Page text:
June 23, 2001

Seven in 10 Americans support condom ads on TV

from the ADVOCATE

 

   

A survey by the Henry J. Kaiser Family Foundation shows that 71% of Americans believe television networks should broadcast condom advertisements, GayHealth.com reports.

Currently, only three of the six major U.S. TV networks allow condom commercials. The survey included 1,142 adults throughout the country. Of the respondents who favored condom ads, 37% said they should be allowed to air at all times of the day, while 34% said they should be restricted to timeslots after 10 p.m. The survey also found that more Americans oppose the broadcasting of beer ads (34%) than that of condom commercials (25%). NBC began accepting condom ads in 1999, CBS in 1998, and Fox in 1991, although all three networks restrict the adsí tone, message, and time of broadcast. ABC, UPN, and the WB prohibit paid condom advertising.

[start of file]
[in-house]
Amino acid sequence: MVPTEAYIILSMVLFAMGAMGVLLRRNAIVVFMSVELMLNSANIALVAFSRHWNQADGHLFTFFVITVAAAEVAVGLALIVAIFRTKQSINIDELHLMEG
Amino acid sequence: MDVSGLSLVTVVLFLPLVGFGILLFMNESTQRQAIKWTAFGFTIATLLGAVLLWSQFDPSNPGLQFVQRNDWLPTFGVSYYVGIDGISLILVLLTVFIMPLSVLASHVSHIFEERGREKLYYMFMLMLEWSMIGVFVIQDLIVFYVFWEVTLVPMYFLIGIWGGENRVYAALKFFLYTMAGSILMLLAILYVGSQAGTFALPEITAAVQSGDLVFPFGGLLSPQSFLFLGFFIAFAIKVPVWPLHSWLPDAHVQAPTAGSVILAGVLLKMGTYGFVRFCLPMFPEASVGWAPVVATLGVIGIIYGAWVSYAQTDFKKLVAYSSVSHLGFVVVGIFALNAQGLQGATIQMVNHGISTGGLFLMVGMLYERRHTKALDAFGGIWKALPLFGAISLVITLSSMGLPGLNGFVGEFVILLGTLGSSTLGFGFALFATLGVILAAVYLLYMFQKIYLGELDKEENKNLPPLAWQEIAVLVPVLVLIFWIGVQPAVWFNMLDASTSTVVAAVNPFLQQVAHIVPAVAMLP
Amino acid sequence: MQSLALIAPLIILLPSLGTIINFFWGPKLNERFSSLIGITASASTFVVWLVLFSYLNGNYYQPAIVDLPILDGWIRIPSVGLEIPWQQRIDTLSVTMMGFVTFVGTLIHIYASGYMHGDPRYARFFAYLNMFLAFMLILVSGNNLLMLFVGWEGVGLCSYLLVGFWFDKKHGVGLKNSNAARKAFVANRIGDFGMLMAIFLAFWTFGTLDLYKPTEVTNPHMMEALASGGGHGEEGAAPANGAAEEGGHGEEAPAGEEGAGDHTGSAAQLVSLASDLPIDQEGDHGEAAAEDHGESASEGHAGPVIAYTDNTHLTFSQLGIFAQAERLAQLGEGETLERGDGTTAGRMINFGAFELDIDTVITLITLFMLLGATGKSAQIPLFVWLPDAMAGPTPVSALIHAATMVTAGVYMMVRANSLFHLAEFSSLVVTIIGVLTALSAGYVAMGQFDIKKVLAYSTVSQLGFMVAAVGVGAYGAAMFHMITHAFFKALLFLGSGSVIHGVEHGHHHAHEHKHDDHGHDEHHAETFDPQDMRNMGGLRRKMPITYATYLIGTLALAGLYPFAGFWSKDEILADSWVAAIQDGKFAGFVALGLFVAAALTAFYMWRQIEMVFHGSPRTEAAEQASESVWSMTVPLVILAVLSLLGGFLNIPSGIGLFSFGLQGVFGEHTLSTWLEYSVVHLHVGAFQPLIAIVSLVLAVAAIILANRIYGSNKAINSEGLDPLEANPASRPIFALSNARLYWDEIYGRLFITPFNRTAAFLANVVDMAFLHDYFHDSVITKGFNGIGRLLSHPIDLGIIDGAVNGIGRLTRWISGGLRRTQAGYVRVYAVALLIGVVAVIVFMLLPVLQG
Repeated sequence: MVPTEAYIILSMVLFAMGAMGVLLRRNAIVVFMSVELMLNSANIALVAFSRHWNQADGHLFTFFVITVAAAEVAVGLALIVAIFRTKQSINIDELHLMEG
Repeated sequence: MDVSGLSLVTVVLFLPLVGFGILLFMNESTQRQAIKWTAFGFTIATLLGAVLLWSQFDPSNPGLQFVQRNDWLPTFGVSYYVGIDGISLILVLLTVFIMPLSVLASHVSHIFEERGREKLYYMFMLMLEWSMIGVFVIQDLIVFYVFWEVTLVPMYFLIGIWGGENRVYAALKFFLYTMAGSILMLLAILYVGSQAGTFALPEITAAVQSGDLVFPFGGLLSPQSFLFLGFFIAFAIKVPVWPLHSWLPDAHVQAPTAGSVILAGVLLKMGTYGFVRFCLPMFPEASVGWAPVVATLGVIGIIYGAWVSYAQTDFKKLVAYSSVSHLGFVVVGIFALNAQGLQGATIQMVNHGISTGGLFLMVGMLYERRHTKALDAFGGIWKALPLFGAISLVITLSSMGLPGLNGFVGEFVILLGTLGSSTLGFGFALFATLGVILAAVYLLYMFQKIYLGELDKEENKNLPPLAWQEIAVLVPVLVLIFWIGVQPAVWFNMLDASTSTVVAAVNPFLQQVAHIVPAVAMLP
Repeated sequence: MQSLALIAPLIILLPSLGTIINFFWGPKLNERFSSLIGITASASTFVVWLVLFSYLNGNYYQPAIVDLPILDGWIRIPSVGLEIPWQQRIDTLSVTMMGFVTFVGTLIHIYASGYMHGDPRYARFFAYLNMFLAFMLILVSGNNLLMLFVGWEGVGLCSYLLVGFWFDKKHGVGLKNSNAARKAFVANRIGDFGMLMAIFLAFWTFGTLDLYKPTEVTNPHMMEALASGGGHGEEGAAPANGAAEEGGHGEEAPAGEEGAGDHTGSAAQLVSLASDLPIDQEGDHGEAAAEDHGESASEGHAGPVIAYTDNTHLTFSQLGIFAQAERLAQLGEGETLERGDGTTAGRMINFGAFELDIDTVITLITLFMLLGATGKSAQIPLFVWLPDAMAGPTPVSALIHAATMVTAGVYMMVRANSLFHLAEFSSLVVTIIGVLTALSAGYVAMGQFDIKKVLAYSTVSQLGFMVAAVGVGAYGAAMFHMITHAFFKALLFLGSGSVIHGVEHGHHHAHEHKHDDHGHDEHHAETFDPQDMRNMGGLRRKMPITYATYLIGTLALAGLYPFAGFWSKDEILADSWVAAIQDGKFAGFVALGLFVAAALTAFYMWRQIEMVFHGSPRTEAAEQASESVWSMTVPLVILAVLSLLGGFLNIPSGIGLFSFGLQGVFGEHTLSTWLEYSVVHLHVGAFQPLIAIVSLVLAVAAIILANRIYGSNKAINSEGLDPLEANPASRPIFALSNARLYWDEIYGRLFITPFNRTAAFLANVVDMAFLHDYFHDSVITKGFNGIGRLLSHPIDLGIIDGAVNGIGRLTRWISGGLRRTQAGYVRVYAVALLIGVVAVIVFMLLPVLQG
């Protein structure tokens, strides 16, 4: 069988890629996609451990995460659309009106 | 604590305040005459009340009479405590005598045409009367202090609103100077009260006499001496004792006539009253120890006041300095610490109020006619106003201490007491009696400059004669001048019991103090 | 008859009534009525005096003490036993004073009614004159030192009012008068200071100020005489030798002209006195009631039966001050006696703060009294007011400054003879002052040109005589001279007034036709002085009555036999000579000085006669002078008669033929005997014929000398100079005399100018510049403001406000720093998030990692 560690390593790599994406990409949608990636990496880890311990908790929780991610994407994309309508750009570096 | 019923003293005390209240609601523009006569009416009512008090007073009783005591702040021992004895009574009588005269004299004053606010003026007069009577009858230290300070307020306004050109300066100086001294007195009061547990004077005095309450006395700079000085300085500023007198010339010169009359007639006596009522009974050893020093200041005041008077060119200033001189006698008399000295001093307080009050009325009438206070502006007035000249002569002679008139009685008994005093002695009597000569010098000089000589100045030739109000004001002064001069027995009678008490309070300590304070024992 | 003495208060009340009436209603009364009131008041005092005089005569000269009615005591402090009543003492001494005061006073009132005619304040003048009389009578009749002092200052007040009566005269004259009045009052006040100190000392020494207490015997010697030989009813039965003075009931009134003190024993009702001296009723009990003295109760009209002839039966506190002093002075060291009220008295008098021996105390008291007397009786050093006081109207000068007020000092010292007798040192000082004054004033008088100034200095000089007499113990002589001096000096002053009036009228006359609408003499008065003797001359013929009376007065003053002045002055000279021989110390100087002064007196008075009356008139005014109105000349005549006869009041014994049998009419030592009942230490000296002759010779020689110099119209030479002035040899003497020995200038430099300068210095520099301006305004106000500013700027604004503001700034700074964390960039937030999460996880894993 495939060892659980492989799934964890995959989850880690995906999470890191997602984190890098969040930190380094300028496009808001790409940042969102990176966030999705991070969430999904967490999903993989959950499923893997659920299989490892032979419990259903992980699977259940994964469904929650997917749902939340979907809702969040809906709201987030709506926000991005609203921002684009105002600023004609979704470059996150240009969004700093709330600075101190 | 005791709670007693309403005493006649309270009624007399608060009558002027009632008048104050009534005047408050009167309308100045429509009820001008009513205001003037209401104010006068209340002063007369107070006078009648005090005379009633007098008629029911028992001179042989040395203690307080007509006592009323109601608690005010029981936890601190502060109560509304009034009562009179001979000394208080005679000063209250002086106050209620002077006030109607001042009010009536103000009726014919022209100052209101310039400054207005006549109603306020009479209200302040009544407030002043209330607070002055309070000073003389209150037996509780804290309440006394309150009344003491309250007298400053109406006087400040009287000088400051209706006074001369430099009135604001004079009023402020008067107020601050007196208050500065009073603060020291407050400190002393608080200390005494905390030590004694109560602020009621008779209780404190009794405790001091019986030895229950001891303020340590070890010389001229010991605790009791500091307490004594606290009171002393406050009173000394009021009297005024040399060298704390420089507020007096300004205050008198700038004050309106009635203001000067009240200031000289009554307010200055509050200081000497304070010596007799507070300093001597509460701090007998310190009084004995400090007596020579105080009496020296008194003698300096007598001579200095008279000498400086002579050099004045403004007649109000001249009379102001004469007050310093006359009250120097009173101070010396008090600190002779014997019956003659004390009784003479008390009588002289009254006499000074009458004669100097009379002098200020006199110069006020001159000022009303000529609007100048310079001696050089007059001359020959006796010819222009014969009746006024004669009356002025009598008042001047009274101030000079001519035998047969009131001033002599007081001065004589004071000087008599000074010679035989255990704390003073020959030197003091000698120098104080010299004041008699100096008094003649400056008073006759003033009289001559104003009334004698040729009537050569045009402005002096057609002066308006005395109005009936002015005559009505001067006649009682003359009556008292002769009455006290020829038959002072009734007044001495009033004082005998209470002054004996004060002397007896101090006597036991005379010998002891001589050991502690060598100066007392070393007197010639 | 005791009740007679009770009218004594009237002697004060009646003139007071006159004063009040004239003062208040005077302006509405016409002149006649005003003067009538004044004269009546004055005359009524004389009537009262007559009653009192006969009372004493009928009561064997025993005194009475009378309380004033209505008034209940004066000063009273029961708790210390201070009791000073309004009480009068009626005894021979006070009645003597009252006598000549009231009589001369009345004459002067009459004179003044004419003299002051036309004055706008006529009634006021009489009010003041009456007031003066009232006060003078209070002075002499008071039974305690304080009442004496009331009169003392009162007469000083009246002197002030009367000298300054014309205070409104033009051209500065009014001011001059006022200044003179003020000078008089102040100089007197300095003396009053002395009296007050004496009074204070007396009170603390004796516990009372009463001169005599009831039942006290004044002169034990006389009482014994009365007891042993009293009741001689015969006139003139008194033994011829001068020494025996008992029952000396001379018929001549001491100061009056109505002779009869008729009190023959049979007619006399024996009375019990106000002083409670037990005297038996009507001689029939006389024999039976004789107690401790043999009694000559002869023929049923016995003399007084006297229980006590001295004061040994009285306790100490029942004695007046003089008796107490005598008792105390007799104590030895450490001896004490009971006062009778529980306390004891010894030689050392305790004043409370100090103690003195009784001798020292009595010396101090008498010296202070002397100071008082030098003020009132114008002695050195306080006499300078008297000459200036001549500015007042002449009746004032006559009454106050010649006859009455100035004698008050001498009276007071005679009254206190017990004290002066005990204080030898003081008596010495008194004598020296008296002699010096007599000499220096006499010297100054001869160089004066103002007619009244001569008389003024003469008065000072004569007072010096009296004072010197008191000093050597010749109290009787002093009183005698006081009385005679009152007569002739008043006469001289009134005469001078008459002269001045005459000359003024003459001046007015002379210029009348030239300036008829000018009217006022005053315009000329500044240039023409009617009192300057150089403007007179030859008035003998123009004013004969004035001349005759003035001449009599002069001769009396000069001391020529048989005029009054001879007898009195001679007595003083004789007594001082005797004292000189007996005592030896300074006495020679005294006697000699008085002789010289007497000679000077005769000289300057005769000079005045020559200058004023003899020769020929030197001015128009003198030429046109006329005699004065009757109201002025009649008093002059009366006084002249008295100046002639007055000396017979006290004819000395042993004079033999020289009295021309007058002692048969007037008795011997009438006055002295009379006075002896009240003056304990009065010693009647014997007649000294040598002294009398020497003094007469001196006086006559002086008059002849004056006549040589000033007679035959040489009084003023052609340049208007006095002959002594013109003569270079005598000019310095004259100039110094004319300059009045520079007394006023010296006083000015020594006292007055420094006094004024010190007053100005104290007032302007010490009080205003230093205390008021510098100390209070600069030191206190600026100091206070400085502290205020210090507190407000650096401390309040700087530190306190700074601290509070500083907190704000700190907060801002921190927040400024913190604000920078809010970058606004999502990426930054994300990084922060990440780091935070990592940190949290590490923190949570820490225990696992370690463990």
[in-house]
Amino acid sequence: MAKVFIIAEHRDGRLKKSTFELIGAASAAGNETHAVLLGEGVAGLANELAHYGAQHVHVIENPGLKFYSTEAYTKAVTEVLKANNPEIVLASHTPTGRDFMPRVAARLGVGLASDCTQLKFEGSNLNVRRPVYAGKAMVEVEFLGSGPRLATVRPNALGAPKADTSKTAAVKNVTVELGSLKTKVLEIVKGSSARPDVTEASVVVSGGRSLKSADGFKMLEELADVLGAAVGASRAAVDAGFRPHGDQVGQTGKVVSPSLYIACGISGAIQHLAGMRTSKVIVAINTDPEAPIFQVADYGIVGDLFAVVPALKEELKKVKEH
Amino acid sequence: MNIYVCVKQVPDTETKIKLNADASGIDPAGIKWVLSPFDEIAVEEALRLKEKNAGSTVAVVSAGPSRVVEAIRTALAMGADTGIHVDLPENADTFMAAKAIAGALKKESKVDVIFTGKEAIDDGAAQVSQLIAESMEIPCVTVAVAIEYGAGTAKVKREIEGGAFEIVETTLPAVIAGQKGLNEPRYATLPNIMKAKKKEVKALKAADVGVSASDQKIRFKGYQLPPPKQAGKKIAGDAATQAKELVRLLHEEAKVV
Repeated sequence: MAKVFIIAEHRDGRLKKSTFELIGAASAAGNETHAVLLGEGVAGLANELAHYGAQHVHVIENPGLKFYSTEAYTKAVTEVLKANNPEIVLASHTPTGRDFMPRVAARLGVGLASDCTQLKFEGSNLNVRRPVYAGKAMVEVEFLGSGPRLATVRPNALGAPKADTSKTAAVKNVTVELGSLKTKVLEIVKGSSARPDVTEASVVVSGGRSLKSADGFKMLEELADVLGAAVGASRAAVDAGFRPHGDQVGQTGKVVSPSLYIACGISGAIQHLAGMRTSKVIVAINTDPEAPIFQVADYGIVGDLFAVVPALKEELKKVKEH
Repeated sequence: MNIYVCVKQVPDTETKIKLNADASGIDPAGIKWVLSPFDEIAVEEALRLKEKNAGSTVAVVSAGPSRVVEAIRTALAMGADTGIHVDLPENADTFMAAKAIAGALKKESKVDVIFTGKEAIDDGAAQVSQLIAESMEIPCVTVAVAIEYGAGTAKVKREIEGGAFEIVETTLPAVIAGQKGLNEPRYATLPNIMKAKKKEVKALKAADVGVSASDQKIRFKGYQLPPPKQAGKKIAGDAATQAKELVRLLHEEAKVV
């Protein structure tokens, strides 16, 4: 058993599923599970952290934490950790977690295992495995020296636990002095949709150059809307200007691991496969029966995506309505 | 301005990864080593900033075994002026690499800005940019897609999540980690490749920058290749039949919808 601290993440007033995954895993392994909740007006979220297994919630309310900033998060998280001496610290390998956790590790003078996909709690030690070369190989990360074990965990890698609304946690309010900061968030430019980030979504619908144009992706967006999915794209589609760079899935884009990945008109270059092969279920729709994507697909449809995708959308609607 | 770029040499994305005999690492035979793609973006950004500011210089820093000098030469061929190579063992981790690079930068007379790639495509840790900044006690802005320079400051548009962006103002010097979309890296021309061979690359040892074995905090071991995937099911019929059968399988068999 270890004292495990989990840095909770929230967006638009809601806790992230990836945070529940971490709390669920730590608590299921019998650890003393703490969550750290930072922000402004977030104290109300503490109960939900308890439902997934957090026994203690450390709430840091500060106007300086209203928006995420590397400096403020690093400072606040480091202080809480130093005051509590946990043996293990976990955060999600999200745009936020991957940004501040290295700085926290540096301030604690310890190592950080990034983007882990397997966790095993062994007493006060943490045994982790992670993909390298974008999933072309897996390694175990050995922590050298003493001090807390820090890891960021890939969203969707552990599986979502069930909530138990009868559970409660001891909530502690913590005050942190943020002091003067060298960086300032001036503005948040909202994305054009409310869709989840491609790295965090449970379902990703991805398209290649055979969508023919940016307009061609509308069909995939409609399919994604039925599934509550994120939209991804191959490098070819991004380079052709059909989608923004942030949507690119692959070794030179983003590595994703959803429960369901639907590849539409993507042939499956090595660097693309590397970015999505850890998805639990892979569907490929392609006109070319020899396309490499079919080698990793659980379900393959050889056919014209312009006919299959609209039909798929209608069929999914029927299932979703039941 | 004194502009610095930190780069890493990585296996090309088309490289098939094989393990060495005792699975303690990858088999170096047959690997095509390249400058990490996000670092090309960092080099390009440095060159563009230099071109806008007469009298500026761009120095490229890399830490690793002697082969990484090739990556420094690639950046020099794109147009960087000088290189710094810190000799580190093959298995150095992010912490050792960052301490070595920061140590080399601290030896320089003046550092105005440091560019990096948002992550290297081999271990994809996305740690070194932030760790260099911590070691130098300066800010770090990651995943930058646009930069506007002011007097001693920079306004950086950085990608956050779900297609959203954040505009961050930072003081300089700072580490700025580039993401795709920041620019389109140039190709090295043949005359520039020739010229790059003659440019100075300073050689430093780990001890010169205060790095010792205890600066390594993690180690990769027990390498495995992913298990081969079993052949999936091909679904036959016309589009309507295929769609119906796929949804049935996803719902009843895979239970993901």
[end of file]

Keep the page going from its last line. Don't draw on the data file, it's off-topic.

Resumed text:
"Itís time for the TV networks to grow up and understand that viewers need to be educated about HIV/AIDS and how not to get it," said Marty Algaze, director of communications for New YorkĖbased Gay Menís Health Crisis. "Twenty years into this epidemic, we do know the best way to prevent HIV infection through sexual contact is by using condoms. Itís the responsibility of the media to get this message out to viewers."




<<  PREVIOUS STORY ||  MAIN STORY INDEX  || NEXT STORY  >>